Rockville, Md.: Gene. I've never been groped and am thankful for that. However, as a runner, I am often whistled at, "hey baby"-ed, you name it, but passersby in cars. I really really want to run them down and write down the plate and report them, but it feels like what they want is a response, any response. So should I just ignore them?
Gene Weingarten: What they want is a response, any response. And if you tried to report them, you'd be laughed at; they're committing no crime. It used to be possible to match a license plate to a name -- which raises all sorts of delicious possibilities for subtle humiliating punishments afterwards, such as call to a wife -- but you can't do that anymore. (And for good reason: Ironically, women were being stalked.)
You could do the famed pinky finger flash but I don't recommend anything that might get a jerk angry. It's not worth it.
Washington, D.C.: Gene: "Oh, that's just [famous man] being [famous man]," was what they said. I knew Famous Man. He was a mischievous devil. He knew what he was getting away with, and why.
Judging from your comments so far, you don't seem to find groping that offensive, do you? I suspect it's because you do not know what it's like to be on the receiving end, how humiliating it can be, especially when women have been raised to be polite creatures and are often at a power disadvantage with their would-be groper.
Gene Weingarten: Why are you concluding this?
The point I was making here was that for reasons I never quite fathomed, [famous man] was getting away with it because women were unwisely making excuses for him. He was old and from another era, and famous, and he was getting a pass he did not deserve.
I feel picked on. Stop picking on me. I'm on your side.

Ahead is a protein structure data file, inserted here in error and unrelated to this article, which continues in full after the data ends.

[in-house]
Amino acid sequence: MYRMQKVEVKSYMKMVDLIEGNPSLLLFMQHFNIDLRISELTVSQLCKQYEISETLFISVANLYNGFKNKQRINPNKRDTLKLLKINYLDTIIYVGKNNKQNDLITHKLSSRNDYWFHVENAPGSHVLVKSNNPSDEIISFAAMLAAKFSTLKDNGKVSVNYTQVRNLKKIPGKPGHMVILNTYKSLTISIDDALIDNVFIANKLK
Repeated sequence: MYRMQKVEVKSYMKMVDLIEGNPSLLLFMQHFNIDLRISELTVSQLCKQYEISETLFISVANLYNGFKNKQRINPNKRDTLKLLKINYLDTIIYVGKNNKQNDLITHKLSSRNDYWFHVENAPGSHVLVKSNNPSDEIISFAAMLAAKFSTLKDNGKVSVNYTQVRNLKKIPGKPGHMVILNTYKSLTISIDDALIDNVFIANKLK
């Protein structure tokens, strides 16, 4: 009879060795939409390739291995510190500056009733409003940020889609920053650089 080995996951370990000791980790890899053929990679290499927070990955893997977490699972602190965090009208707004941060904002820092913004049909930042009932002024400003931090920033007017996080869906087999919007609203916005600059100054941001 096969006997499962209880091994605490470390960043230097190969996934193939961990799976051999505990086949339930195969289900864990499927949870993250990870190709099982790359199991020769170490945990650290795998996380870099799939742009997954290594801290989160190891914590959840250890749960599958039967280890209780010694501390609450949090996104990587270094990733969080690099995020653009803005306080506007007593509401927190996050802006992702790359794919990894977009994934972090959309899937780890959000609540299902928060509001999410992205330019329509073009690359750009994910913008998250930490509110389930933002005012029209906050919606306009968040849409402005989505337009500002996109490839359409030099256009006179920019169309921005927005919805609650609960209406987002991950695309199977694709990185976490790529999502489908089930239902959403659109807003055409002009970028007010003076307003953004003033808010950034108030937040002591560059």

Giving Change: The kind of groping I hate is when a cashier is giving you change and finds a way to touch my hand while transferring the cash, no matter how I try to avoid it. One of the cashiers in my work cafeteria did this EVERY TIME (he is no longer there). The line for his register was always shorter than the other two cashiers.
Gene Weingarten: Copping a HAND feel? Men do this, too?
You know, there is a degree of pathetic desperation that beggars the imagination. This whole discussion has left me feeling vaguely nauseated
I began this discussion with a feeling that the issue was overblown. I'm convinced it is not. I find myself hoping, though, that we are talking about relatively few recidivists.
What a bunch of liars: I'm a guy, and I answered that I have furtively touched a woman "once or twice." Eighty percent of the other men who answered that the NEVER engaged in this are bald-faced liars. You seriously want us to believe that during high school you never hugged a girl and felt a little of the side boob? Or during college dance class (yes I took it) brushed a little against your partner's breast, just, so, you know...